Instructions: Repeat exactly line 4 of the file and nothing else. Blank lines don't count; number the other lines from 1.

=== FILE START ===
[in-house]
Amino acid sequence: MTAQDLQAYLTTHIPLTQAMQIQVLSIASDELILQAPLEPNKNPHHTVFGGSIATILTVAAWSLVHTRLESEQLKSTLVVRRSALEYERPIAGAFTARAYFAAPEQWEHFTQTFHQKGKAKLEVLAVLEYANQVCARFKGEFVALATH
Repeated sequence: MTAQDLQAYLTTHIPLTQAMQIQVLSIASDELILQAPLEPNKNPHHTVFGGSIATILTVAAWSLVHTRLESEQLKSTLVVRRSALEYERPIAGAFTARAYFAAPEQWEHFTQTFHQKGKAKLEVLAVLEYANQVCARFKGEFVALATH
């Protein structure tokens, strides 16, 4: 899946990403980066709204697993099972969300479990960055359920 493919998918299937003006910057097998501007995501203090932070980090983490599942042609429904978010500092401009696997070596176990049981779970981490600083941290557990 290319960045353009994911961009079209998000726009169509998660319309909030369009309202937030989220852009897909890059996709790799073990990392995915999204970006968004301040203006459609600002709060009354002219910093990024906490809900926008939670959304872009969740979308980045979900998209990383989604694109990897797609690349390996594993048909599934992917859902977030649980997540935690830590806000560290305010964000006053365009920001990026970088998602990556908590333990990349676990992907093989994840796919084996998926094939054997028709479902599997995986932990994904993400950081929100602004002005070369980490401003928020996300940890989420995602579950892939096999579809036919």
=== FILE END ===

């Protein structure tokens, strides 16, 4: 899946990403980066709204697993099972969300479990960055359920 493919998918299937003006910057097998501007995501203090932070980090983490599942042609429904978010500092401009696997070596176990049981779970981490600083941290557990 290319960045353009994911961009079209998000726009169509998660319309909030369009309202937030989220852009897909890059996709790799073990990392995915999204970006968004301040203006459609600002709060009354002219910093990024906490809900926008939670959304872009969740979308980045979900998209990383989604694109990897797609690349390996594993048909599934992917859902977030649980997540935690830590806000560290305010964000006053365009920001990026970088998602990556908590333990990349676990992907093989994840796919084996998926094939054997028709479902599997995986932990994904993400950081929100602004002005070369980490401003928020996300940890989420995602579950892939096999579809036919």